Condoms should be given free or sold at cost price, NICE recommends
Condoms should be made more widely available to help reduce the spread of sexually transmitted infections (STIs), including being handed out for free to high risk groups, according to a health regulator.
The National Institute for Health and Care Excellence (NICE) has published draft guidelines saying there should be a wider supply of the contraceptive.
This also includes offering them at cost price to the wider public.
The independent body, which produces healthcare provision guidelines for the NHS, said approximately 435,000 STIs were diagnosed in England in 2015 and treatment cost the NHS was an estimated £620 million in 2014 .
The recommendations include providing condom schemes for young people up to age 25 that include advice, support and information.
And for adults, local authorities should consider distributing free condoms to men who have sex with men and other high risk groups.
Christine Carson, programme director of the Centre for Guidelines at NICE, said: "We know condoms can protect against many sexually transmitted infections including chlamydia, gonorrhoea and syphilis.
"The recent increase in rates of gonorrhoea and syphilis amongst men who have sex with men has been attributed to high levels of sex without using a condom.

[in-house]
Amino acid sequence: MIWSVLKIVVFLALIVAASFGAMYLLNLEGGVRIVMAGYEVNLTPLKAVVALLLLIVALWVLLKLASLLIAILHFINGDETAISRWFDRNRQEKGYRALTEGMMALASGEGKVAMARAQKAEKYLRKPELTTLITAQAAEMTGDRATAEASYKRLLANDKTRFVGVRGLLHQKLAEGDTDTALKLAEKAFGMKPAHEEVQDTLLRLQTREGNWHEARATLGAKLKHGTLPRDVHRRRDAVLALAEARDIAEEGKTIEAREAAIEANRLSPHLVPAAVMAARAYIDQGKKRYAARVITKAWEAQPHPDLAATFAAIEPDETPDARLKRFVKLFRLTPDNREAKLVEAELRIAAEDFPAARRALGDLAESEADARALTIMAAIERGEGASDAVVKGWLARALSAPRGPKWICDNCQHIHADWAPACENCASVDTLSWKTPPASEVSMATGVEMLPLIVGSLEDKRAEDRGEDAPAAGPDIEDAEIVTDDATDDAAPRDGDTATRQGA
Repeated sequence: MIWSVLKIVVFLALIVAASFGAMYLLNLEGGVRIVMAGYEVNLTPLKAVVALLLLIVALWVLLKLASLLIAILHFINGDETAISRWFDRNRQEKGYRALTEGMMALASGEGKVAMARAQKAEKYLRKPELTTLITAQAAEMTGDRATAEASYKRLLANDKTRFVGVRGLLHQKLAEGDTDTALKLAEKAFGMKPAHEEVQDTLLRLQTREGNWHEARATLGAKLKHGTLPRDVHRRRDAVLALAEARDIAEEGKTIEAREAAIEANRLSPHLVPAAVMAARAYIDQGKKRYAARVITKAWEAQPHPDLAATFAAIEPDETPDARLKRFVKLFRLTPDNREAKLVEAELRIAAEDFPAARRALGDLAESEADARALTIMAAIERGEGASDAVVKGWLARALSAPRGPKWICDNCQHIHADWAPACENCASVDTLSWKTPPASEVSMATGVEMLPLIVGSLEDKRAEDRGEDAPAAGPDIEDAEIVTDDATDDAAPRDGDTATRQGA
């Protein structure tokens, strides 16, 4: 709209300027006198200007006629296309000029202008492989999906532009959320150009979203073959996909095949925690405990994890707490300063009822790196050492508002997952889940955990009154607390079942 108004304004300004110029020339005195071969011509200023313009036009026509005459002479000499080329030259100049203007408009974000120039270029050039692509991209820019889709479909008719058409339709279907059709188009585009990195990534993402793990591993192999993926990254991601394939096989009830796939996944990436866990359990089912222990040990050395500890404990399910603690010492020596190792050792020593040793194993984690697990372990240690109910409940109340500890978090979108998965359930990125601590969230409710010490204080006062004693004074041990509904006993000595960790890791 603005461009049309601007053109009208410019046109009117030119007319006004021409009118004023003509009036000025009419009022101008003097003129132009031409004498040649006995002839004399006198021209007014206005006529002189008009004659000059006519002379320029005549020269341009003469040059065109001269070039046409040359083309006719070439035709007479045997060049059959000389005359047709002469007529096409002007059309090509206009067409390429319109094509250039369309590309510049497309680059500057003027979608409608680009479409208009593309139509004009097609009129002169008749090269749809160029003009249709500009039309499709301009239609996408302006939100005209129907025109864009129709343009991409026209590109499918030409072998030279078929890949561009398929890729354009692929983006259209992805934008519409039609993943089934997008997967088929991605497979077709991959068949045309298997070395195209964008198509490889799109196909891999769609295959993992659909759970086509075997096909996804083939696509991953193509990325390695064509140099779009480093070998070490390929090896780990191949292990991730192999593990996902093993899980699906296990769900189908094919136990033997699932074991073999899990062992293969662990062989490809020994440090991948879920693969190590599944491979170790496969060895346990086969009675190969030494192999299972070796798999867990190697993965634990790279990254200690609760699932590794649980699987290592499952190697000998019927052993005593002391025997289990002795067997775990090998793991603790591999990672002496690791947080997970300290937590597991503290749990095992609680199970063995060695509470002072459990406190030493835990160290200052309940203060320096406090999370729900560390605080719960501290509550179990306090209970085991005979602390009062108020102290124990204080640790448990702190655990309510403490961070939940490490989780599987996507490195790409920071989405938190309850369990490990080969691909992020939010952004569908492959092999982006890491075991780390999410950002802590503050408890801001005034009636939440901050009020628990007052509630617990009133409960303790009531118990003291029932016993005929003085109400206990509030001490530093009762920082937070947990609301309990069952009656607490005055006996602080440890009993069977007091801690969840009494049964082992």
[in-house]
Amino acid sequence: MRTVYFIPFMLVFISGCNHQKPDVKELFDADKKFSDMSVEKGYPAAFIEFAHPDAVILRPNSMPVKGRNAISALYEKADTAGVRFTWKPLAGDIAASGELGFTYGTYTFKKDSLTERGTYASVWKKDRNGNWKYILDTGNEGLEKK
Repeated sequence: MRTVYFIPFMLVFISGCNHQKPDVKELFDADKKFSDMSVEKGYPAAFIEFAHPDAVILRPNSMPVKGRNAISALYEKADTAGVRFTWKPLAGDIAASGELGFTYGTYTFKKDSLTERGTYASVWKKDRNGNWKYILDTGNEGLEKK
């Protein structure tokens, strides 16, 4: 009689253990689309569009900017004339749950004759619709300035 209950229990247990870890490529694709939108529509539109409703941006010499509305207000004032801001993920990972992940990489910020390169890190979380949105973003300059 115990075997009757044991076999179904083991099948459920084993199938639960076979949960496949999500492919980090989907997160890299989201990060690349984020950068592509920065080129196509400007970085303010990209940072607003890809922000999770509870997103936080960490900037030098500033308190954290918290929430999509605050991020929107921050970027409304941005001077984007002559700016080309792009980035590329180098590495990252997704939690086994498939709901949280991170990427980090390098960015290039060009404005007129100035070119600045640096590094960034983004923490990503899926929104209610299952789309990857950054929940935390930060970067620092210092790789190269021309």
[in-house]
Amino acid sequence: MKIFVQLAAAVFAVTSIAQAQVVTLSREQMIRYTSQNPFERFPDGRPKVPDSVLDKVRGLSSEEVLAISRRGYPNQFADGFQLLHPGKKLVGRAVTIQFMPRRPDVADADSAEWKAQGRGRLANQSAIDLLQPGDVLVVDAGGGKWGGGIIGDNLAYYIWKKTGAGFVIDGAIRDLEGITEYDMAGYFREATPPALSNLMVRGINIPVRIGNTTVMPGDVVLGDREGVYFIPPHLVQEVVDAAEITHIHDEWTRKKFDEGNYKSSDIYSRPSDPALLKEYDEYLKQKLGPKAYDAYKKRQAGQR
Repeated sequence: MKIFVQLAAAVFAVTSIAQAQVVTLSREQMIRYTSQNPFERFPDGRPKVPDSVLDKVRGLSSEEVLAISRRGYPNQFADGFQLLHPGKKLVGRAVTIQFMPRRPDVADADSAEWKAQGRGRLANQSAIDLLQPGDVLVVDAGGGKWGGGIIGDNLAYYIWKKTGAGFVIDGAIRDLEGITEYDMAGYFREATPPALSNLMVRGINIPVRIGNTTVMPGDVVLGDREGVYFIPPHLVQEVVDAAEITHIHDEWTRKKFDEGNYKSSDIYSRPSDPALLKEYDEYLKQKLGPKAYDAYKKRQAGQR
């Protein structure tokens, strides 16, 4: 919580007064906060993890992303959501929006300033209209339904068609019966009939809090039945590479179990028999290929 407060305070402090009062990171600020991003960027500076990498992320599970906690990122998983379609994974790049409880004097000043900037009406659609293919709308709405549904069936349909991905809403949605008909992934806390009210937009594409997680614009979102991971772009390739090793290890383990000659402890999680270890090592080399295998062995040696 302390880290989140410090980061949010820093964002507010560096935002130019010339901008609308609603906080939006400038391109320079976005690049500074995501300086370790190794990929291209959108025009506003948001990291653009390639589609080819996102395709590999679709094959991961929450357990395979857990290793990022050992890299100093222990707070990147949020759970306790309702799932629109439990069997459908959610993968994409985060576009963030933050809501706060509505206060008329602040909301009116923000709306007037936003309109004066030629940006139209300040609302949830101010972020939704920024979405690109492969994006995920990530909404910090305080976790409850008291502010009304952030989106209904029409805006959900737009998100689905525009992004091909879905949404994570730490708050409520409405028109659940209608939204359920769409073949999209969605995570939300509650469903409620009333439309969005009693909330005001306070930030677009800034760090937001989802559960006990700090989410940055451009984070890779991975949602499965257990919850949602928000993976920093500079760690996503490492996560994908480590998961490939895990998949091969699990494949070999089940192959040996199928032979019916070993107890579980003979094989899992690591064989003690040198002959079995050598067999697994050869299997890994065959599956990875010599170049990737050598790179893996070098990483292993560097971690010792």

"If local authorities and other commissioners can work together to increase condom availability and use amongst high-risk groups we could significantly reduce the rates of STIs."
Between 2012 and 2015, syphilis and gonorrhoea rates rose by 76% and 53% respectively.
The highest rates of chlamydia, genital herpes and genital warts were found among young people aged 16 to 24, while the highest rates of gonorrhoea and syphilis were found in men who have sex with men.
Owen Brigstock-Barron, national programme manager for Sexual Health, Reproductive Health & HIV at Public Health England, said: "With significant increases in preventable STIs like gonorrhoea and syphilis it is vital we make access to condoms as simple as possible."
The draft guidance is now open for consultation until 16 September.